Then they picked up guns.
But political history aside, a deeper question remains; why the glorification of war? Is it to remind ourselves of the glory of victory, to remember those who suffered and died to free the United States from Britain? Is it to turn war into a celebration, to be enjoyed from afar, knowing we will probably never see it?
I tend to believe the latter, that the fireworks celebration is not about Independence, it’s about explosions. It’s about war. It’s a yearly mass-experience that reminds us that we live in a culture of violence and that we are safe enough from war that we can celebrate it from a detached position. But it’s not a conspiracy by some branch of government or some multinational fireworks company, it’s a cultural practice, an unwritten consensus.
If we took time to consider the real impacts that war and mass violence have across the world, I don’t think we would be able to stomach all the hot dogs. I think we would start to feel the weight of so many lives that were taken early by the crippling shards of shrapnel bursting out of bombs and missiles dropped by our military around the world.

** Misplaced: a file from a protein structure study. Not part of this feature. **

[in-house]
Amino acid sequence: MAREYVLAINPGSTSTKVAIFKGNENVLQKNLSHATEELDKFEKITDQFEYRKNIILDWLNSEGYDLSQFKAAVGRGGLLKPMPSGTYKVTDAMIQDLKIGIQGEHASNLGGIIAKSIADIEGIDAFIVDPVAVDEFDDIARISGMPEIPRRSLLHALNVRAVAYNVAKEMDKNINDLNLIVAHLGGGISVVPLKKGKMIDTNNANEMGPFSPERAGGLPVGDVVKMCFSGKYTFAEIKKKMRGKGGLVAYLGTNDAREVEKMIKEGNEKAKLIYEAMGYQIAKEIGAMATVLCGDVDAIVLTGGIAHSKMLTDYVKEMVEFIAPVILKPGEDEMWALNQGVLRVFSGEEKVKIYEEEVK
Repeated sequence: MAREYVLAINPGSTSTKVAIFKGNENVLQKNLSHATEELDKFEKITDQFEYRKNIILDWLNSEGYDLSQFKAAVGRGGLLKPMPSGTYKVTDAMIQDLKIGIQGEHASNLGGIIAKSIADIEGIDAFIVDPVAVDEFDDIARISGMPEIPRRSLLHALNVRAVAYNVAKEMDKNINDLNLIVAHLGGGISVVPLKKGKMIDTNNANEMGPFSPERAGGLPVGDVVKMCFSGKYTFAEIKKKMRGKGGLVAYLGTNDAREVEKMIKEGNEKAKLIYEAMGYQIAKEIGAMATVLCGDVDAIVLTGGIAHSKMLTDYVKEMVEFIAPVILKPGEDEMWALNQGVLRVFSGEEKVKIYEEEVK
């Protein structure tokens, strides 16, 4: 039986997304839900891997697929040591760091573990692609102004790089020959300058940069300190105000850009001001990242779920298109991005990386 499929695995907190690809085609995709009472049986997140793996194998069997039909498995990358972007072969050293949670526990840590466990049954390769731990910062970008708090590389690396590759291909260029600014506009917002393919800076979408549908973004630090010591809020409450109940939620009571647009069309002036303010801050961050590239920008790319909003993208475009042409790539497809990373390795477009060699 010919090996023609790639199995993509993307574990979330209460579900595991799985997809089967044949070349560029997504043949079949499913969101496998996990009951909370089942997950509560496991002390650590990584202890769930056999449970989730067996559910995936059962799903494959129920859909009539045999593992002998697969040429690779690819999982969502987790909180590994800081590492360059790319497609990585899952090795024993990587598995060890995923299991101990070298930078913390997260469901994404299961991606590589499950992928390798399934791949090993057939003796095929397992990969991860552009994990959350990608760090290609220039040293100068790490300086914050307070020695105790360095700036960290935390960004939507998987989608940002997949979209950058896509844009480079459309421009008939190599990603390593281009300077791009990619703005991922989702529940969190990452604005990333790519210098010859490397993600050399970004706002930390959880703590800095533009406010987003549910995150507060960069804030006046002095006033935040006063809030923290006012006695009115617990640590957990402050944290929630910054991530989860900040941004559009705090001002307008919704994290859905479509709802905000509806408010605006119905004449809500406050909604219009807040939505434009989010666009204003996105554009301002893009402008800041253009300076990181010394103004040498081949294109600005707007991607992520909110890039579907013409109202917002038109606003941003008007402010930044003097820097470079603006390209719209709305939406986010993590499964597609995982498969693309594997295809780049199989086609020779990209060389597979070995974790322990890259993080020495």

And if we all considered what we would do if we were on the receiving end of such an assault, if we saw the bombing of Baltimore the way i did tonight, maybe we would feel the common humanity that binds us to those in Iraq, Afghanistan, and countless other countries that live the results of our government’s aggressive foreign policy.
Perhaps then we could start celebrating Independence Day in a way that honors, educates about, or supports those fighting similar battles today, even if they are against our own government’s policies.